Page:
I recently came across an article about the 10 qualities of creative communities. The authors conclude that faith communities that exhibit these 10 qualities are more vital and better able to respond to a culture that is in flux, shaping the future of religion in the process.
I hope that authors are right, because I think we’re doing pretty well with all of these qualities.
It struck me to be a little strange that the first quality identified is Bounded. One might assume that creative communities would be so far outside the box that nothing is left inside. Actually, they found that having some constraints of religious tradition and ways of operating supports boundary pushing. I think we’re pretty good at boundary pushing within the constraints of our tradition and ways of operating.
Creative communities, the authors say, are Authentic, but I don’t fully get what their buzz-word explanation means, so I’m interpreting this to mean that creative communities have integrity, that the face they present is accurate to who they really are. I think this is true of us as well.
Creative communities are Embedded, committed to a particular place and want to make a difference there. This is true of us.
Creative communities are Pollinating, more interested in spreading ideas than in establishing or maintaining institutions. I think Niles Discovery Church is willing to take risks in an effort to spread the really big idea of love.
Creative communities are Embodied, in the flesh. I think we get the radical good news that is in the incarnation. We don’t separate the “spirit” and “flesh,” but recognized that the flesh alive here and now is just as sacred as whatever it is that lives on in the life after this life.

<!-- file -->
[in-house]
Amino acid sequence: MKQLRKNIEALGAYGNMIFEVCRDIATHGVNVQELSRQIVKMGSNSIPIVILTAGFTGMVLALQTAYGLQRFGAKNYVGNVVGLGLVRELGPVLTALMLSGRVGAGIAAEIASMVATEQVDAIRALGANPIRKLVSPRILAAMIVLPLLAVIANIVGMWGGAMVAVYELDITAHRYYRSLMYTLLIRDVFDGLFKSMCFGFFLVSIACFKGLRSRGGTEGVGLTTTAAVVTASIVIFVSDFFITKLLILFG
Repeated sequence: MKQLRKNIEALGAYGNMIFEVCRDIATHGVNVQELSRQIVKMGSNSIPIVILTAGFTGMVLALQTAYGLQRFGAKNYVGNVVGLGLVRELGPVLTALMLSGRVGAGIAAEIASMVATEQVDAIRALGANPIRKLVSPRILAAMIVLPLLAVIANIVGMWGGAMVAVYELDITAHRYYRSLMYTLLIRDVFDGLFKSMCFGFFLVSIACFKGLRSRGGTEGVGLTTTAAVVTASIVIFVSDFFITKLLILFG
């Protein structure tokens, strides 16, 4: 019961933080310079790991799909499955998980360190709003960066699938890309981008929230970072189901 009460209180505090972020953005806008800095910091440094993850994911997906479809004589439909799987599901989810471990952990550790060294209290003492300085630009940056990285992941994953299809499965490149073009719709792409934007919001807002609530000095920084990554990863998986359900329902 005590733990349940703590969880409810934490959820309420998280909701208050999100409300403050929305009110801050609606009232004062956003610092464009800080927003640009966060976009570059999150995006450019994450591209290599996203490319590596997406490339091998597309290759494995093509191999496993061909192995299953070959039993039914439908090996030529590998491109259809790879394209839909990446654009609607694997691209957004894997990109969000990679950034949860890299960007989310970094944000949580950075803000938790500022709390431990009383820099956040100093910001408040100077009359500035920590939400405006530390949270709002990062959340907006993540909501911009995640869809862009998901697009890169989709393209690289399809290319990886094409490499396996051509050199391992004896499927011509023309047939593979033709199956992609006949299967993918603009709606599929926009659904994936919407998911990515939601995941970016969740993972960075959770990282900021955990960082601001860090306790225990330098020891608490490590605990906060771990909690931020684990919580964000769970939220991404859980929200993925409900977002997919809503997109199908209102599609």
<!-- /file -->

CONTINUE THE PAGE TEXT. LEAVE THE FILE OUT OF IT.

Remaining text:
Creative communities are Activated, taking ideas and putting them into action. We are definitely a congregation that wants to get our hands dirty making the world a better place.
Creative communities are Empathetic, grounding their actions in care and compassion, often for marginalized people. I think this is also true of our congregation – so true that I think we always want to be better at it.
Creative communities are Networked, connected within and across traditions. Again, this is true of us. In addition to our connections to our denominations, we have three church members who are active in the Tri-City Interfaith Council (which is three times the norm).
Creative communities are Enfranchised, more interested in welcoming ideas from many points of view rather than adhering to a strict hierarchy. Why this can feel “loosey-goosey,” our structure that encourages the formation of Special Ministry Teams to undertake new ideas is designed specifically for Enfranchisement (we just didn’t have the world for it at the time).
Creative communities are Adaptive, responding to new social challenges and opportunities with a sense of possibility, rather than a sense of fear. I think that most of the time this is true of us, too.
We won’t have time in our Annual Meeting for me to offer any sort of a “state of the church” address – we simply have too much business to conduct. I hope this column has sufficed as a summary of the state of our church’s health. I welcome your feedback and/or assessment.
See you at the Annual Meeting and in worship.
Peace, Pastor Jeff